Visible in the middle pickup route, buried under epoxy in grease crayon is the number "17". This guitar is now named "17".



1- It's green, is it junk?
2- Yes it's probably junk.
3- Ok, it's not junk.



I did a few photoshop mock-ups at this point, deciding where to go with this one. The winner was: pearloid pickguard, full size lipsticks, old G&L custom two point floater, one volume, one tone. one 5-way. rosewood fretboard, big naked sharkfin headstock. A cross between Bonnie Raitt's partscaster and SRV's "Charley".



After a final sanding, I wiped on a 1# cut of very light blond shellac. This pulled out the grain nicely. Even though this body was encased in indestructible rock hard thermoplastic, I'm still a bit gun-shy about silicone contamination. Every other body in the big box has been contaminated. So, several coats of wiped on shellac sealed this one.
Front, after the first coat.



One coat of shellac on the back. Nice grain patterns. I know this will lighten up a bit, once all the alcohol evaporates out, but it's a good start.


Three coats of shellac, leveled. Then, about nine or ten thin coats of nitro lacquer. Wait two weeks, sand with 600, 800, 1200, 1600, 2000, then rubbing compound, polishing compound, and carnuba wax. Glossy, shiny, no contamination. Another week or so hanging, to harden enough to handle safely.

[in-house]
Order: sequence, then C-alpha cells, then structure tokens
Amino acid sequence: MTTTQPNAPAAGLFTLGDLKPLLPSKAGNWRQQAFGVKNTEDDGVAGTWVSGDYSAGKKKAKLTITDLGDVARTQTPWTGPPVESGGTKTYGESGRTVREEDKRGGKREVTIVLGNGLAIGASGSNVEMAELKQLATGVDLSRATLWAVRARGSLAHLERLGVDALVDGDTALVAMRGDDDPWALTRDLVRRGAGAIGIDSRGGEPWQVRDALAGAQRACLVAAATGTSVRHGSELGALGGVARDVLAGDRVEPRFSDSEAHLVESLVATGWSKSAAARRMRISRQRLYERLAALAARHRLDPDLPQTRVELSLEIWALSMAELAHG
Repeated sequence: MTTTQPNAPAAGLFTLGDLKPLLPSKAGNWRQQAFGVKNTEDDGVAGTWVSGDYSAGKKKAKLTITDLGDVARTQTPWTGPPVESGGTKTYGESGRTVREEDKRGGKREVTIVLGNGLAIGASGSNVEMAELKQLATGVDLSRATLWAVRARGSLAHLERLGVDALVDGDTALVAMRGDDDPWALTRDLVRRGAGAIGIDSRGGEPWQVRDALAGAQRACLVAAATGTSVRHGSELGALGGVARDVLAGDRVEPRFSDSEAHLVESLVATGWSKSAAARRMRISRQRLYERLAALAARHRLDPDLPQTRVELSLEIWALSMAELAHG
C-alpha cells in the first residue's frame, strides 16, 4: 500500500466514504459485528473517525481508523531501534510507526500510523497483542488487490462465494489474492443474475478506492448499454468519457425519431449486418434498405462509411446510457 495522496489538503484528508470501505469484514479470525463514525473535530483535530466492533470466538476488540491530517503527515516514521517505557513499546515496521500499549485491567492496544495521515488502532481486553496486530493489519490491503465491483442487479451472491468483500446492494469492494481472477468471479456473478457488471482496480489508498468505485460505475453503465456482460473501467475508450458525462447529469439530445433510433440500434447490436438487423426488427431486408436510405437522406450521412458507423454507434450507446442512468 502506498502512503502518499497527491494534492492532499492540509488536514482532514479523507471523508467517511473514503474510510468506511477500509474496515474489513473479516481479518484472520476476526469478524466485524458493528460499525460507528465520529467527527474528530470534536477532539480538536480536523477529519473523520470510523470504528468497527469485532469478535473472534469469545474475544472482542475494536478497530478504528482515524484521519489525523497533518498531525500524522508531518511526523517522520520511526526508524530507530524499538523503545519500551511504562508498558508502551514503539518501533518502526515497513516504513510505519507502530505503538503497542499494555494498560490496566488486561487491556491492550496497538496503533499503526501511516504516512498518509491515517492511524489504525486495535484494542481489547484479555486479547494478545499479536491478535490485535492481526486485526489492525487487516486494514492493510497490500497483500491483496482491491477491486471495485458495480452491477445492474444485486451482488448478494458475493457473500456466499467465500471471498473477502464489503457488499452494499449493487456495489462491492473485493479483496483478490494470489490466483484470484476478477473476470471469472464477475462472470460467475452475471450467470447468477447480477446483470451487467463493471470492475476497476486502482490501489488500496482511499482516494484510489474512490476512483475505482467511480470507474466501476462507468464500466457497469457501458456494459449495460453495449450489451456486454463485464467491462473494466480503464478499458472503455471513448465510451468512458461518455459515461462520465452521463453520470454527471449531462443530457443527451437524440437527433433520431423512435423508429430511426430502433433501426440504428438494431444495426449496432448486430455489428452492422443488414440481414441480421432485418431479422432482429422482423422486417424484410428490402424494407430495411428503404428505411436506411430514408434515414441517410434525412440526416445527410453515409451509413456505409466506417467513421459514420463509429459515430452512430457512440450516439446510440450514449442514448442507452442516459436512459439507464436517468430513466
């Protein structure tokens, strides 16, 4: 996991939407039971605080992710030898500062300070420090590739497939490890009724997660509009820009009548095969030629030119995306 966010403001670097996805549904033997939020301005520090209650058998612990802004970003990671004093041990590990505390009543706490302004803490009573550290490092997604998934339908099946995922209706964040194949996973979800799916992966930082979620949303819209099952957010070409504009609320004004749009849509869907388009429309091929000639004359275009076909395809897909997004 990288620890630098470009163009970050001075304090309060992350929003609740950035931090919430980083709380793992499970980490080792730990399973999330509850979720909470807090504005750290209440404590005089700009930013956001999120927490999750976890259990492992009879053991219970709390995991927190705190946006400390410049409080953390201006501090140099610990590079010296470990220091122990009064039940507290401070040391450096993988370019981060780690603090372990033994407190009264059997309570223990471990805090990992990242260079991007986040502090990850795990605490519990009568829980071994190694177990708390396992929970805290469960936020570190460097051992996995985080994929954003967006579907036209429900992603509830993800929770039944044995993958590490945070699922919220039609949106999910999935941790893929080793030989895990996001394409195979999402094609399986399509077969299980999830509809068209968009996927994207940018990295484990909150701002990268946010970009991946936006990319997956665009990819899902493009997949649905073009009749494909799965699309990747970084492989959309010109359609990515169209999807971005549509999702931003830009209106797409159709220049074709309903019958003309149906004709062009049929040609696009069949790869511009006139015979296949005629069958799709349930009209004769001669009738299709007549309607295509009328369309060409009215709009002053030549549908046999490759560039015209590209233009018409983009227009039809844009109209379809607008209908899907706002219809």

The neck was generic sharkfin Strat style neck, no decal or branding anywhere. It was a nitro finished neck originally, and I added a coat as well. The truss rod hole is lined with what looks like a piece of black plastic tube. Could be something else, but I think it's too thin to be wood. Also, the tuner holes are 1/16" closer together than a normal stock Fender Strat, except for the Fender Bonnie Raitt Strats. I'm a bit confused by this neck. The build quality is very good, but the layout is odd, and the wood does have a few sap pockets on the headstock face. Also, the nut is bone.
Anyway, the truss rod works fine, the neck is flat and straight, and it has a nice modern profile.

I have some early 70's "F" tuners on hand, but they (just barely) don't fit. Also, the headstock was already drilled for 10mm tuner bushings with 45˚ screw tab machines. So, I used some Gotoh/Schaller generic machines.



Gotoh/Schaller machines installed. Good enough.



I ordered a real celluloid/pearloid pickguard from Warmoth. They let you specify the control layout and pickup routes. Handy! Their stuff is good quality, but celluloid is a PITA to work with. Of course the first pickguard showed up warped like a pringles chip. It sprung up about 1-1/2" in the middle. Unusable. I hopped on the phone and a replacement was on the way before I hung up. It, too, arrived warped (the nature of celluloid, I guess). But not nearly as twisted as the first one. I strapped it to a plank, warped in the opposite direction and set it in the sun for a couple weeks. It eventually came out nice and flat.